Blockchain Solve Counterfeit drugs problem
Pills in their original packaging are seen in Ljubljana, Slovenia, Feb. 14, 2012. Reuters/Srdjan Zivulovic

Counterfeit drugs are a growing problem, but one company wants to use blockchain technology, which underpins bitcoin, to help eradicate it by creating an open and trusted record of where drugs have come from.

According to CoinDesk, management consulting services company Accenture proposed the initiative at a meeting of the HyperLedger Project, which is run by the Linux Foundation and seeks to build an open-source repository of blockchain code that will address current gaps in the technology.

“If we could get that data and prove that documents have not been tampered with, we could say the drug actually came from the factory that we say it came from,” Primrose Mbanefo, who heads up Accenture’s connected devices software, said at the meeting.

Blockchain is a public, distributed ledger protocol that allows for the recording of transactions or transfer of value. Bitcoin is the world’s best-known blockchain, but in the last 12 months there has been huge interest from multiple industries in its applications. As well as its huge implications for finance, blockchain could revolutionize back-office systems, real estate, the internet of things, and even the diamond trade.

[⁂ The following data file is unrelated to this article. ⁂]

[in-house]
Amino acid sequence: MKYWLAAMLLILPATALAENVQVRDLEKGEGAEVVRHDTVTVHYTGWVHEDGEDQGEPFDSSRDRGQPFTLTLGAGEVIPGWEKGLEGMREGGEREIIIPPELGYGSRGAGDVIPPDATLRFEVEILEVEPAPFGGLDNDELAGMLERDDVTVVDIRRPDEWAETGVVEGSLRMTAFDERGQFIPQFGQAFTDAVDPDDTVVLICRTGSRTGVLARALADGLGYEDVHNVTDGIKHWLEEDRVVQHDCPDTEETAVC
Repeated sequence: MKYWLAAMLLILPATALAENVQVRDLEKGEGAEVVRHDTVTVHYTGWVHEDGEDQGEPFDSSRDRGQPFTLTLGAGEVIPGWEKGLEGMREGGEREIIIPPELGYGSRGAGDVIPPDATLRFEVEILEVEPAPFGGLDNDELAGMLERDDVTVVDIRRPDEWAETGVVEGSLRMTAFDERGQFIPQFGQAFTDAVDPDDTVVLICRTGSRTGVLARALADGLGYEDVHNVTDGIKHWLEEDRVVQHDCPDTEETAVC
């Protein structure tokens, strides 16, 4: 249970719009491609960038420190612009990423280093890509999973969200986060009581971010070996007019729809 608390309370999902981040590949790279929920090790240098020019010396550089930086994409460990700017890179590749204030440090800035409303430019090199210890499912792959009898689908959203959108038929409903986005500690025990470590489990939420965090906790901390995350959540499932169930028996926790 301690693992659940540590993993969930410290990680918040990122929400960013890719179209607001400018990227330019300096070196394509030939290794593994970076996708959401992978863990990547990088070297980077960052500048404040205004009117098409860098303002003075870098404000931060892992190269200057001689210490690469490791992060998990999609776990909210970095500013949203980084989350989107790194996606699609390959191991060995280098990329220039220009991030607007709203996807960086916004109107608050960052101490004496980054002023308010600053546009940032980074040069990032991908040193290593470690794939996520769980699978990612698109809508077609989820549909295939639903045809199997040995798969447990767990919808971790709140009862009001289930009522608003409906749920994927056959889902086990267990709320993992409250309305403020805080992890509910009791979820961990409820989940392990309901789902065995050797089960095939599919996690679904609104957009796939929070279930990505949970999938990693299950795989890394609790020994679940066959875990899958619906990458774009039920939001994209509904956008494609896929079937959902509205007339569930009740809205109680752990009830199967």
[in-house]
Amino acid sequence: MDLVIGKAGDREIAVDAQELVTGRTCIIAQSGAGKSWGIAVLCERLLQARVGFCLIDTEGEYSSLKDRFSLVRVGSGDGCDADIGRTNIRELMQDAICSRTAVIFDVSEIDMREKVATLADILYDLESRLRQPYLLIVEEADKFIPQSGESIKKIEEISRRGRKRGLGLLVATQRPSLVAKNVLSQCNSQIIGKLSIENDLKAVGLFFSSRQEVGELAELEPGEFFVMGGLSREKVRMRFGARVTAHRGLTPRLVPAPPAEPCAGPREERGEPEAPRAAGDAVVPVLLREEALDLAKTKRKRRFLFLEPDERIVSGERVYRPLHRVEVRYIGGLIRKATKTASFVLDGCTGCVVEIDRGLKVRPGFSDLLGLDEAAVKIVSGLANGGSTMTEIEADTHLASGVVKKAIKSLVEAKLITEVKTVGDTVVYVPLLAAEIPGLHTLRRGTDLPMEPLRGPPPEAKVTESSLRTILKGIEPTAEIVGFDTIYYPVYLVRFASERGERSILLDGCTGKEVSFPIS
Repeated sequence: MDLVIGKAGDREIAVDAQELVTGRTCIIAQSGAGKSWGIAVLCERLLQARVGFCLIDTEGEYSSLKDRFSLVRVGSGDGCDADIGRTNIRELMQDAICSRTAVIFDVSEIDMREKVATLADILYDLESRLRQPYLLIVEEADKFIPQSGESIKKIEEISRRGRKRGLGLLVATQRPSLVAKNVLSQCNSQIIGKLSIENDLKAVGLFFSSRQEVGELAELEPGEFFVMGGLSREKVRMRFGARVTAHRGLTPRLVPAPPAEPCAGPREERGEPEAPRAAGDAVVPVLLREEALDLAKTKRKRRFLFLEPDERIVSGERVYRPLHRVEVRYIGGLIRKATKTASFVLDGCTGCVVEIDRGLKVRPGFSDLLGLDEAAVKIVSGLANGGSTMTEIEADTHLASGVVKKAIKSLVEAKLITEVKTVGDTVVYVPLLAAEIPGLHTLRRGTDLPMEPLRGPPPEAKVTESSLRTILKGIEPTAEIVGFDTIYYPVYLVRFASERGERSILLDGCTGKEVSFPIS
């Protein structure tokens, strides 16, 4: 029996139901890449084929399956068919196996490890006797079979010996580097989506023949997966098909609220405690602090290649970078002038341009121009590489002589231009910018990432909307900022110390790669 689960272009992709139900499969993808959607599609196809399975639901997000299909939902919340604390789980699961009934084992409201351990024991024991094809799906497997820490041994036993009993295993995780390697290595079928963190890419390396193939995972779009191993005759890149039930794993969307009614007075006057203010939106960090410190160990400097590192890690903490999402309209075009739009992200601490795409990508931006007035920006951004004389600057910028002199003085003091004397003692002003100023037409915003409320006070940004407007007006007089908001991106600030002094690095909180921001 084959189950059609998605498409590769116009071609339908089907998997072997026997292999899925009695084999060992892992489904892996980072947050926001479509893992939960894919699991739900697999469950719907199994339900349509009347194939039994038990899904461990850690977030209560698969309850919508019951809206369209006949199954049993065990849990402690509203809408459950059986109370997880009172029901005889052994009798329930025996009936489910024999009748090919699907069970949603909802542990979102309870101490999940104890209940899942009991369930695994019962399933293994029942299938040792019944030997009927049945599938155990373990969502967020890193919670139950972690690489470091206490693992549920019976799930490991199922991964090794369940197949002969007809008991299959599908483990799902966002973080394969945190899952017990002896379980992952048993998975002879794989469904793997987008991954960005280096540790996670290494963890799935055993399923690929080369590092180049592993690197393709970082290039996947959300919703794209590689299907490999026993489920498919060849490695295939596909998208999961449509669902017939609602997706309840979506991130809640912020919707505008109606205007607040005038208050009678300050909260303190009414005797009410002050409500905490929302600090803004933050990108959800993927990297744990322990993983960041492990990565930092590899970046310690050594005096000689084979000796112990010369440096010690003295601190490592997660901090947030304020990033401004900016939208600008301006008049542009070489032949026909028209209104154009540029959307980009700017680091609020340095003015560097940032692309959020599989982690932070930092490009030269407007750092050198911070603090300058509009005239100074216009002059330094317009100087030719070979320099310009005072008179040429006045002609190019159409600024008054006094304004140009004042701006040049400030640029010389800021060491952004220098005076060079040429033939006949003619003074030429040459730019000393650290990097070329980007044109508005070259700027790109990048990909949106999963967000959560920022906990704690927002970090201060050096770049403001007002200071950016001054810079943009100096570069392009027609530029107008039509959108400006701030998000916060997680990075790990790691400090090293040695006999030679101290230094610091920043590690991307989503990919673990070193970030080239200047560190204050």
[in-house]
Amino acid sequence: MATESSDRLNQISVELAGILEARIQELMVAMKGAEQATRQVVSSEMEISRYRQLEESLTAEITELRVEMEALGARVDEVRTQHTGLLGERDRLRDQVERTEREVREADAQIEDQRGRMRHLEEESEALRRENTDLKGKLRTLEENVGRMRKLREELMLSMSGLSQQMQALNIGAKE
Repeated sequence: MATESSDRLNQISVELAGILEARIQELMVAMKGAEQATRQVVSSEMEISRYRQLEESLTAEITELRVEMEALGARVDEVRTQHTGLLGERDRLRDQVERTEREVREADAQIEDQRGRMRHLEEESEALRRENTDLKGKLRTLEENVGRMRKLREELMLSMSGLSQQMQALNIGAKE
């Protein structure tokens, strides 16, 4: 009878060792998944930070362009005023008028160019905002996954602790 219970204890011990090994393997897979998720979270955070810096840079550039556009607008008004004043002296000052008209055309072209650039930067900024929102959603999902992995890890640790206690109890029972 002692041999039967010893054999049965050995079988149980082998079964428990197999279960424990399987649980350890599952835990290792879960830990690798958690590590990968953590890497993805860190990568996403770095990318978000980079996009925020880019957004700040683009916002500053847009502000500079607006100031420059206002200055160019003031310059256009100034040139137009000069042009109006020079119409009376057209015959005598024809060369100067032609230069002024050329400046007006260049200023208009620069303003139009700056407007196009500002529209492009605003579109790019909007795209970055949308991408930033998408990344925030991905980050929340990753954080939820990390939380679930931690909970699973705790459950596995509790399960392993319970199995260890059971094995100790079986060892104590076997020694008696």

Accenture’s proposal would see the the establishment of a trusted record of the provenance of drugs. According to Mbanefo, counterfeiters are described as both “rogue” manufacturers and recognized manufacturers who are simply not making the drugs correctly. “That would be cleared up if we had a supply chain we could actually trust,” she said.

In a 2014 report by American Health & Drugs Benefits, the group estimated that counterfeit drugs provide approximately $75 billion in revenue annually to illegal operators and have caused more than 100,000 deaths worldwide with the cost in lost profits to pharmaceutical companies estimated to be $18 billion annually.

That report suggested a number of ways to counteract the increase in fake drugs on the market, including stronger state licensure supervision of drug suppliers and the use of Radio Frequency Identification Devices (RFID) to accurately identify real drugs.

Members of the HyperLedger Project, which include Cisco, Intel, IBM, Blockstream and Thompson Reuters, have proposed a number of other areas that could have their supply chains updated with blockchain technology, including the assembly of consumer electronics and food labeling.